Show don’t tell: Dissecting what it looks like

woman with megaphone, show don't tellShow don’t tell.

Does this piece of advice kink you up in knots? Writers hear it all the time from various angles—other writers, editors, and conference workshop instructors.

When I first starting writing, I struggled with it, too. Too many of the blog posts I read only talked about it and never showed any examples. Sample sentences go a long way in helping me recognize mistakes in my writing.

In a recent webinar Q&A, attendees expressed their difficulties with show don’t tell. So today, I’m offering several examples and some explanations that I hope will help you get untied.

Kudos to my client Donna Wittlif who has allowed me to use 2 excerpts from her WIP as illustrations.

Original:

As I get ready for Thanksgiving with David’s family, I do so with trepidation. We haven’t had a date since that Friday night when he talked to me. I saw him at work, where he made frames for my dog and cat paintings, took photos of them for my web page, and we displayed them in the shop window. He says he has too much work to do even though I’ve finished the inventory and stayed a couple hours over last Saturday so he could build frames for his paintings for the Hanks. Sunday he said he had to paint the last picture, and he was working on it at home, so we did nothing. (116 words)

Not everything in the above paragraph is telling. Here is a possible rework:

Five days had passed since my Friday night date with David. I saw him at work, where he made frames for my dog and cat paintings, then took photos of them for my web page. Afterward, we displayed the paintings in the shop window. As we talked, he insisted he had too much to do—his paintings for Mr. and Mrs. Hanks, which he was doing at home. That I had finished the inventory and stayed overtime last Saturday so he could paint didn’t seem to matter. What else besides painting kept him so busy? Not one word about going out on another date crossed his lips.

Now as I prepared for Thanksgiving with his family, trepidation filled my every pore. Would he be romantic? Would he ignore me? Were we friends or was I just an employee? I took a deep breath and decided that no matter how David behaved, I’d be my normal self. (162 words)

Let’s dissect this a bit.

As I get ready for Thanksgiving with David’s family, I do so with trepidation BECAME Now as I prepared for Thanksgiving with his family, trepidation filled my every pore.

I also shifted the placement of that sentence to allow what came before it to build tension and show the character’s frustration. We have a better idea why trepidation fills her. I have also shown the level of her trepidation, whereas before we were left to imagine it.

The character’s inner battle (story conflict) about this relationship needed greater clarity. The text I added showed us that and her decision about it.

He says he has too much work to do BECAME As we talked, he insisted he had too much to do.

The verb says offers no indication of emotion on the part of the character. Insists shows us a degree of emotion and how he expressed it.

So we did nothing BECAME Not one word about going out on another date crossed his lips.

Shows us the character’s frustration, thus creating story tension and conflict to keep the reader reading.

Original:

It was no longer snowing, but the wind was bitterly cold. I caught the bus home, and when I got there, I changed clothes and crawled into bed. I lay there shivering, hurting too much to cry. It is over. I know where I stand with David. (47 words)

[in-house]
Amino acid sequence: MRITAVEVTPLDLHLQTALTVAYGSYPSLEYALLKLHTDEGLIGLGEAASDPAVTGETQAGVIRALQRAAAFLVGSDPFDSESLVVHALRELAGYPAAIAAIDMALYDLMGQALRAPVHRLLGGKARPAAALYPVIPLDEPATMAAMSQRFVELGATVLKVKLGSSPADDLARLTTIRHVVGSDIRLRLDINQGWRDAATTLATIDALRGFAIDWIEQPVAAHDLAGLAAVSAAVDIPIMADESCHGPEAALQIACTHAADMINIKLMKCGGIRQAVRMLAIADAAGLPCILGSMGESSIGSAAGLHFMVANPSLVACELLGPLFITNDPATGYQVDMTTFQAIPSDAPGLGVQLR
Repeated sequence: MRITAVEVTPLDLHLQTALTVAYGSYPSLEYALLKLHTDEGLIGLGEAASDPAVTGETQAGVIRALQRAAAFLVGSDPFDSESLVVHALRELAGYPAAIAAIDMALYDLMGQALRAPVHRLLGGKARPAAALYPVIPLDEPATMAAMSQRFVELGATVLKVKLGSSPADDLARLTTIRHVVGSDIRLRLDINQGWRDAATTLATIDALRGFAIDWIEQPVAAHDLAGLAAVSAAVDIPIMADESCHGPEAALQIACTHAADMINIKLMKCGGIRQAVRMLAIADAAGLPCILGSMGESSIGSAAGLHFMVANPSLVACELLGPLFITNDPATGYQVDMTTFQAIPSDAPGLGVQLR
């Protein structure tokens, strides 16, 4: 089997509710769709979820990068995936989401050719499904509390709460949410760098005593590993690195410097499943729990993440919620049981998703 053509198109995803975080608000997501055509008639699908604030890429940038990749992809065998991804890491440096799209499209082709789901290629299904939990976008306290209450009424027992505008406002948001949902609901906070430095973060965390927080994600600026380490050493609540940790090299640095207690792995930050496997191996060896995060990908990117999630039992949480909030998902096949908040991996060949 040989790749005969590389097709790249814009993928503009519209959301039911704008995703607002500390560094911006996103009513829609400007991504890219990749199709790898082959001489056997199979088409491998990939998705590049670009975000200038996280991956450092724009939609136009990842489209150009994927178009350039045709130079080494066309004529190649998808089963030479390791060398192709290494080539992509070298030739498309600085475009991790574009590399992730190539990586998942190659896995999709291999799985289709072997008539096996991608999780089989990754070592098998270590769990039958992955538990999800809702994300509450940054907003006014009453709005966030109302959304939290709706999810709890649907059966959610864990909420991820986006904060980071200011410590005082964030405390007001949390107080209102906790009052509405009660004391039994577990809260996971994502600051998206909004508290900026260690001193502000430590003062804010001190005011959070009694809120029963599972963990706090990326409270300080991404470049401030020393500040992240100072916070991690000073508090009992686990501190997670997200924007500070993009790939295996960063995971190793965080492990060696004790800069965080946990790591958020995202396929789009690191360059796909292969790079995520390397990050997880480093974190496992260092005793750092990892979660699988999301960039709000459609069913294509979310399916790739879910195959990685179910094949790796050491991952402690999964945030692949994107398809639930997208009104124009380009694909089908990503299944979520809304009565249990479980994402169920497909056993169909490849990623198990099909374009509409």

Again, not all of the above paragraph is telling. Possible rework:

As I stepped outside, a bitter wind stripped the air from my lungs much the way David’s words had ripped my hopes from my heart. At least the snow had stopped. I caught the bus home, changed clothes, and crawled into bed. I shivered uncontrollably, hurting too much to cry. (50 words)

Telling gives a quick blow by blow of events, but it lacks emotion, tension, and conflict—essential elements to capture reader interest.

Showing often takes more words than telling, but delivers a sensory experience that allows readers to immerse themselves in the story. To feel, along with the character, embarrassed, horrified, thrilled, depressed, outraged, hungry, disgusted, nervous.

Pull from all 5 senses as you write.

If your character is drowning, don’t say “She was drowning.” Help us experience the situation along with your character: Putrid pond water poured into my cowboy boots, the weight of it dragging me under before I could pull in a lungful of life-giving air.

I am not a proponent of all show and no tell. Sometimes telling is what you need. You as the writer, know best when that is. Scribophile has provided an excellent article on the debate, with more examples.

Showing captures your readers and propels them forward through your story page after page. What about show don’t tell gives you trouble?

Thank you, Donna Wittlif, for allowing me to use your WIP as an illustration. Not every writer could do that.

Before you leave, discover the most exciting thing I’ve ever done. It’s all there in my interview today with author Angela Meyer on the Wordsowers blog.

Want to get published but don’t know where to start?

Maybe you have a finished manuscript or just an idea stuck in your head. Email me today at Deb [at] DebraLButterfield [dot] com, and let's discuss how I can help you reach your dream of publication.

Comments

  1. So much to learn, and this helps. Thanks.

  2. Very helpful seeing examples. Thank you!

    • Glad the examples helped. The Scribophile article has some great examples as well. It is a much longer post but has excellent info.

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